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Guide to Canadian Wood Beam Design

Introduction to Wood Beam Design with CSA-O86-14

Wood beams are used for a large number of applications, from header beams over openings to structural beams to hold up floors or roofs. They offer a cheap, lightweight and easy to install solution for framing in Canada.

In Canada, the “CSA-O86: Engineering Design in Wood” standard outlines the means and methods to design wood structures in Canada. The standard covers everything from the design of CLT panels to the capacity of a nailed connection. For the average construction in Canada, the 6th chapter named “Sawn Lumber” is of particular interest.

Material Properties of Sawn Lumber

Sawn lumber, as the name suggests, is lumber that has been sawed from a larger tree. These members come in many dimensions, species and grades. In Canada, the quality control, identification and grading of lumber is overseen by the National Lumber Grades Authority (NGLA).

Moisture Content

One important property of wood, compared to other construction materials like steel or concrete, is the internal moisture content. Wood members expand and contract with changes in their moisture content, in processes termed hygroscopic swelling and hygroscopic shrinkage. The moisture content in the wood member depends on, among other things, the ambient relative humidity. The initial moisture content of a freshly cut tree is on average 75%. To stabilize dimensional variation and reduce risks of mold growth, manufacturers usually dry wood members to a moisture content of 19% before selling them. This condition is known as “S-DRY” and is often stamped on each individual dried member.


To determine wood member mechanical properties, the CSA-O86 standard divides all wood members into categories, species and grades. Categories refer to the dimensional and orientation component of the wood members. The categories are listed below:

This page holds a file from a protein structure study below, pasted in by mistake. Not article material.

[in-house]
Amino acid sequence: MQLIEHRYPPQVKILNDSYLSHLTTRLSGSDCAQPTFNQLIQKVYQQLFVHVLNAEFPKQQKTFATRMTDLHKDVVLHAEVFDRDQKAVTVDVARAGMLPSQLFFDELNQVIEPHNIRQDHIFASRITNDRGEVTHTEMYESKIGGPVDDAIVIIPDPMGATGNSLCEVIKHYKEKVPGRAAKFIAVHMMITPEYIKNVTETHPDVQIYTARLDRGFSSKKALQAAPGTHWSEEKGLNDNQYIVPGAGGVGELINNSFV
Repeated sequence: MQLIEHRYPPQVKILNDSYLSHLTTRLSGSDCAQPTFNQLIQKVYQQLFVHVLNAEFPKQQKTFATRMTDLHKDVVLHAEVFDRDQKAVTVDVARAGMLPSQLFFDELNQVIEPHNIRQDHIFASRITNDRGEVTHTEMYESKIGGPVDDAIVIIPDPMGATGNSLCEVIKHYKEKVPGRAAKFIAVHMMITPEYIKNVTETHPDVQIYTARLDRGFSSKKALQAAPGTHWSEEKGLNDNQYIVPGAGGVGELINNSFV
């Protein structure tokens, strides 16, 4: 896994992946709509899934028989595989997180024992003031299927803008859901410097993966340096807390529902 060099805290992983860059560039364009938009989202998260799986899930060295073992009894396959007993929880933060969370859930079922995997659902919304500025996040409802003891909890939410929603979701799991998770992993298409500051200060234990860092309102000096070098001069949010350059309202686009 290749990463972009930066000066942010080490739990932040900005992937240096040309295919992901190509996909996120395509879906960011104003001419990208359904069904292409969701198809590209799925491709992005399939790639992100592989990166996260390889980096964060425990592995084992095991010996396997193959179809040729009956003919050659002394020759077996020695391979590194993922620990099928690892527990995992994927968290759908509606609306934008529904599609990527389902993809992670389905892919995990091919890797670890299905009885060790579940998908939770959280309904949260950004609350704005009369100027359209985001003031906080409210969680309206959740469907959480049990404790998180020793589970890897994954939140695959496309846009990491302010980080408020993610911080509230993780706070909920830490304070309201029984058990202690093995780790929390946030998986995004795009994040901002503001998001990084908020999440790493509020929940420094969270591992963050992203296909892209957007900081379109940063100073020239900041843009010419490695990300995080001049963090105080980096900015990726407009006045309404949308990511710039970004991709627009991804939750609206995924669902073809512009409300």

1. Structural light framing: Structural members that are less than 286mm deep.
  2. Light framing: Small wood members for light framing techniques.
  3. Beam and stringer: Structural members at least 114mm wide and a height at least 51mm more than the width.
  4. Post and timber: Structural members at least 114mm wide and a height less than 51mm more than the width.

Species Groups

While there are countless wood species in Canada, the CSA-O86 standard groups them into four distinct species groups:

  1. Douglas-Fir-Larch, which includes: Douglas-Fir and Western Larch
  2. Hem-Fir, which includes: Pacific coast hemlock and Amabilis fir
  3. Spruce-Pine-Fir, which includes: Spruce, Jack pine, Lodgepole pine, Balsam Fir and Alpine Fir
  4. Northern Species, which is a catch-all group for any other Canadian species graded by the NLGA


Finally, each individual member is either visually graded according to rules in the NLGA’s “Standard Grading Rules for Canadian Lumber” or machine graded according to a grading agency accredited for grading by mechanical means in Canada. Visual grading rules consider many characteristics of the wood member, including knot size, knot positioning, member twist, member pitch and member cup. Machine stress grading uses a specialized machine to determine the wood member’s flexural rigidity, which is correlated to the member’s bending resistance.


With the wood member’s category, species group and grade, we can readily use the CSA-O86 standard’s tables to determine the wood member’s mechanical properties. Alongside the load combinations calculated in accordance to the National Building Code of Canada (NBCC), these properties can then be used for the full design of any wood beam member.

Advantages of Wood Over Other Materials

In Canada, wood is a cheap, accessible, eco-friendly and lightweight alternative to other construction materials. It does not require specialized labor and is easy to modify on site with simple tools. This is why some provinces (British-Colombia and Quebec) have recently allowed wood constructions up to 6 stories (the limit was previously 4 stories).